Diaspora remittances have dropped due to the deterioration in global economic activities. This will lead to a reduction in disposal income of the recipients thus negatively affecting economic growth(Ozili et al. 2020). This coupled with increased prices of household items abroad might result in a further reduction in the amount of foreign currency expatriated into the Kenyan economy.
As per 2019, diaspora remittances to Kenya stood at USD 2.9 billion that has formed the main contributor to Kenyan Foreign Exchange reserves that Central Bank of Kenyan uses when stabilizing the Kenyan currency. With the drop in the forex reserves, the Kenyan currency volatility is likely to reach all-time high due to COVID-19, that ultimately have a negative impact on the Kenyan economy.
Monetary and Fiscal Policy
The Monetary and Fiscal Policy Committee of the Central Bank had met on 23rd March 2020 with the aim of reviewing the results of its prior policy decisions when dealing with the latest economic developments. They reduced the Central Bank Reference rate by 50 basis points to allow banks to lend more money into the economy leading to a higher level of circulation of cash into the economy. However, a reduction in the economic activities in the country leading to people lacking money will definitely lead to poor purchasing power thus slowing down the Kenyan economy.
Going by the existing economic activities in Kenyan due to coronavirus, the GDP growth of Kenya is likely to range between 1.3% and 2.2% for the year ending of 2020.
This will depend on the severity of the outbreak especially at its peak, which is expected in August or September as well as how Kenyan behave with an aim of preventing the coronavirus spread in Kenya to prevent more stringent restrictions that could further negatively impact the economy.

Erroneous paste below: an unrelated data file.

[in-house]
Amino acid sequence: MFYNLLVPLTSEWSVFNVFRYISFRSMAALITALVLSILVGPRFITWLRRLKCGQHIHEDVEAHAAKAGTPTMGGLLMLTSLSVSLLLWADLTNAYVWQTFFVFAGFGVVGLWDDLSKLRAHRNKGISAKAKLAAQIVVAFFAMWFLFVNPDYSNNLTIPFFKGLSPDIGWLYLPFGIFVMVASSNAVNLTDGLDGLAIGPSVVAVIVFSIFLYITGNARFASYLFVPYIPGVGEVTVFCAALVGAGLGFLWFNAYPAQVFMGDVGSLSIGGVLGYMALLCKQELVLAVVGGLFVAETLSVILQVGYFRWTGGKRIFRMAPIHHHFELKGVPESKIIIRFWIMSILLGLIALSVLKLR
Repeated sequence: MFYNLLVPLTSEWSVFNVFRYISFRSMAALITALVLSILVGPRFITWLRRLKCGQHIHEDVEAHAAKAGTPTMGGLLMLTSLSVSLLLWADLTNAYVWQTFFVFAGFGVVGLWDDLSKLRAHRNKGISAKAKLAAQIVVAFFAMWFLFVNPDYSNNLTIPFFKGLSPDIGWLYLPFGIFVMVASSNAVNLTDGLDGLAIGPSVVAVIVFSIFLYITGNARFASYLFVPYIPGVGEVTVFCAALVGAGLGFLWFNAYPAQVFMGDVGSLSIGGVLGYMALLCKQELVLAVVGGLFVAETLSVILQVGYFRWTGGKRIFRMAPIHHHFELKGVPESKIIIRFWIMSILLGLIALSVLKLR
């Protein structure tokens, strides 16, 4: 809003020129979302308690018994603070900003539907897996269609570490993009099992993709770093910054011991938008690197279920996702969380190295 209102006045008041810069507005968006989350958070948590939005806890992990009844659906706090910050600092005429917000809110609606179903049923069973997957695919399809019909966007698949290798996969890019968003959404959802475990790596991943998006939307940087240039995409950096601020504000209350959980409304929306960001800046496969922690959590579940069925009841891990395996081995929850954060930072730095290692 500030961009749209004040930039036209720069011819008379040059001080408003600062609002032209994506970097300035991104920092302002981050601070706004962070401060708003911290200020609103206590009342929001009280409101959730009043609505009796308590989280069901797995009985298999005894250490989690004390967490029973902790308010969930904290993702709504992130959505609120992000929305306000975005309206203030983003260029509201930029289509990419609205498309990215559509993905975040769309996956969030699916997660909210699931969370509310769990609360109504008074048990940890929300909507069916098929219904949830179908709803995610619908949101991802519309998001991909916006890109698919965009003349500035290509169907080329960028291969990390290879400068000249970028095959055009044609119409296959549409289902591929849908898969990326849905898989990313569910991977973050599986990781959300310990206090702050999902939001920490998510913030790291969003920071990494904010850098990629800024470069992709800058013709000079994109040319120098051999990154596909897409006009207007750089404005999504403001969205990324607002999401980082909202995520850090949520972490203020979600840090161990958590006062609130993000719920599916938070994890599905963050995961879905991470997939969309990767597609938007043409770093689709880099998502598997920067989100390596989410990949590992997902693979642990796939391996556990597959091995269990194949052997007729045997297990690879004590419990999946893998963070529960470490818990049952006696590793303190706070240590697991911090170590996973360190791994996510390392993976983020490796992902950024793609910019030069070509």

Erkekoglu, H., Garang, A. P. M., & Deng, A. S. (2020a). Modeling and Forecasting USD/UGX Volatility through GARCH Family Models: Evidence from Gaussian, T and GED Distributions. International Journal of Economics and Financial Issues, 10 (2), 268-281.
Odhiambo, J., Weke, P., & Wendo, J. (2020b). Modeling of Returns of Nairobi Securities Exchange 20 Share Index Using Log-Normal Distribution.
Karungu, R., Memba, F., & Muturi, W. (2020). Influence of financial contagion on stock performance of firms listed in the Nairobi securities exchange. Accounting, 6 (1), 1-16.
Odhiambo, J., Weke, P., & Ngare, P. (2020). Modeling Kenyan Economic Impact of Corona Virus in Kenya Using Discrete-Time Markov Chains. Journal of Finance and Economics, 8 (2), 80-85.
Ozili, P. K., & Arun, T. (2020). Spillover of COVID-19: impact on the Global Economy. Available at SSRN 3562570.
Wanjala, K. (2020). The Economic Impact Assessment of the Novel Coronavirus on Tourism and Trade in Kenya: Lessons from Preceding Epidemics. Finance & Economics Review, 2(1), 1-10.
FA Joab O. Odhiambo, Bsc. (Actuarial Science), Msc. (Actuarial Science) is a part-time lecturer in the School of Mathematics and a PhD candidate (Actuarial Science) University of Nairobi. He is also a Certified Financial Analyst. Email: email@example.com
Disclaimer: The views and opinions expressed in this article are those of the author and do not necessarily reflect the policy or position of the University of Nairobi.
Shared By FA Joab O. Odhiambo Since the first case of COVID-19 was reported in Kenya on March 13, 2020, the